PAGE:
Activision Blizzard

Ah, irony of ironies. Two days after EA CEO John Riccitiello claimed the game industry is no longer ripe for mergers, Activision and Vivendi Games announced their intent to merge into Activision Blizzard. (Wonder twin powers, activate! Form of known IP! Form of Warcraft!)

Analysts will flutter, of course. But when they hype dies off, what will this ultimately mean for the game industry?

For consumers: not much change. Activision will keep focusing on existing IP, and Vivendi Games will keep focusing on whatever the creative team at Blizzard wants. (Sometimes I imagine the guys at Blizzard pulling an early April fools gag and proposing a massively-multiplayer game called “Janitor Quest,” or a Diablo game subtitled “Looking for Love in all the Wrong Places.” Gotta love Diablo in a leisure suit.)

For developers: one less funding source, and one less route into retail. But while some people will make a big deal of this, it really isn’t so significant. New publishers are still springing up. Major companies in Korea, China, and Japan are opening US offices and dishing out cash to promising US studios. The route to AAA game-hood, while always difficult, isn’t getting much worse.

It gets interesting when you think about other publishers, especially EA. Activision Blizzard is going to command an impressive network and very deep pockets. Activision alone was already capable of negotiating effectively for valuable IP like the James Bond franchise. Now they’ll be an even bigger gorilla at the negotiating table. EA’s going to have to fight harder than ever to win the future Harry Potters of the world.

And, of course, Activision Blizzard will have even more negotiating leverage when dealing with the console makers. But individually, they already had a reasonable amount of leverage (especially Activision.) So I’m not sure I see a huge change here, either.

Lots of people are going to get worked up over this merger, but honestly, I wouldn’t spend too much time thinking about it. This is a classic case of big media getting bigger. Some people will worry that mergers like this will hurt the market by reducing innovation and vesting too much power in individual companies, but I really doubt that. Activision Blizzard will have its hands full competing with a new generation of free games and user-generated content, not to mention indie developers in environments like XBLA and PSN, just like every other publisher. It doesn’t matter how big you get — if you don’t produce compelling content, your customer has way too many other options.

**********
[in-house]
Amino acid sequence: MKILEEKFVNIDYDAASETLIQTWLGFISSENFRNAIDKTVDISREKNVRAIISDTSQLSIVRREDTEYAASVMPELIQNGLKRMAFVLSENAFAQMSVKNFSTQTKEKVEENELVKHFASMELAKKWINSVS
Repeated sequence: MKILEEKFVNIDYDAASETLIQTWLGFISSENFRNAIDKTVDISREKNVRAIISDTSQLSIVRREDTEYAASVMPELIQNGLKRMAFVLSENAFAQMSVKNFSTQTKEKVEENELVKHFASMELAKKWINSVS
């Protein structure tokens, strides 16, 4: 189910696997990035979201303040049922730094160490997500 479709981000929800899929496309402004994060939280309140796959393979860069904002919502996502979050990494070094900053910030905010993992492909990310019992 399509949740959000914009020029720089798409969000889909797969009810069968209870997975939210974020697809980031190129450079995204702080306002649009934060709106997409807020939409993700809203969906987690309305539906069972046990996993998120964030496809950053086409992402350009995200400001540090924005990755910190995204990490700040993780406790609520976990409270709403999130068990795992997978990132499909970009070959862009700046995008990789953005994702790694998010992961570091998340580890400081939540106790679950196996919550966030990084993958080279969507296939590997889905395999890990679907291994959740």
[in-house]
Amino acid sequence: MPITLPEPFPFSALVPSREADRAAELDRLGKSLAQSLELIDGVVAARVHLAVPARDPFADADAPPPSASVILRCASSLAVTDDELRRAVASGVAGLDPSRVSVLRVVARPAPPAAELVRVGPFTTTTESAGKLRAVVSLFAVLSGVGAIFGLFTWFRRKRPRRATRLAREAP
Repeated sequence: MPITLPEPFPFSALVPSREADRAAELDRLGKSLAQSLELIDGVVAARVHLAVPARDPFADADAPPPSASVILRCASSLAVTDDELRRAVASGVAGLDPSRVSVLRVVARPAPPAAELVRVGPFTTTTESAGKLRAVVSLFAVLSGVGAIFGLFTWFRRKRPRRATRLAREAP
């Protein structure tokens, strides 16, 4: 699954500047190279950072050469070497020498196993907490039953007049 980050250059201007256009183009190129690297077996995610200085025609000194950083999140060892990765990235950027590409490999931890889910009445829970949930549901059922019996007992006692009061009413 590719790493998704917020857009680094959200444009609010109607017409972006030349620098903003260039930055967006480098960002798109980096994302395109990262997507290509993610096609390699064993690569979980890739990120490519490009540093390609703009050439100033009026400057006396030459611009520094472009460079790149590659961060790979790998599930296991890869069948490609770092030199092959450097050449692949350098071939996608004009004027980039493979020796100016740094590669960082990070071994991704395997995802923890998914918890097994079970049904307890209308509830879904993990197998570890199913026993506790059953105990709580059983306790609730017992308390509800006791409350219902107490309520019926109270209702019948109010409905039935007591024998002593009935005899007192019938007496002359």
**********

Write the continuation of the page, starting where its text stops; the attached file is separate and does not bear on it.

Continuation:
So let the pundits spin their wheels.

6 responses to “Activision Blizzard

  1. PS. I think we’ll see more mergers in the not-too-distant future. Just one example: can it be long before EA finally swallows Ubisoft?

  2. What about Rock Band? Presumably, they are now locked out from Universal Music, which is the world\’s largest music publisher.

  3. Soren — great question. I imagine this will have serious implications for music games in general, though I can’t claim to fully understand any questions (legal or otherwise) related to “locking competitors out” of the Universal Music catalog. Given that Harmonix is owned by MTVN, any such maneuver would not be simple!

  4. I think they will always have rights to do cover versions (just like any band can cover any song, not just ones on their own labels), but I seriously doubt UMG would give masters to Harmonix if they are working with EA.

  5. My question is when will the big media/entertainment companies get into the merger game? The Time Warners and Viacoms, not to mention Murdoch, have been dabbling forever it seems but have not done anything major. Does this get them started, before the game companies themselves consolidate too much?

  6. Another great question! My gut call: yes, I bet this starts the ball rolling for big media.

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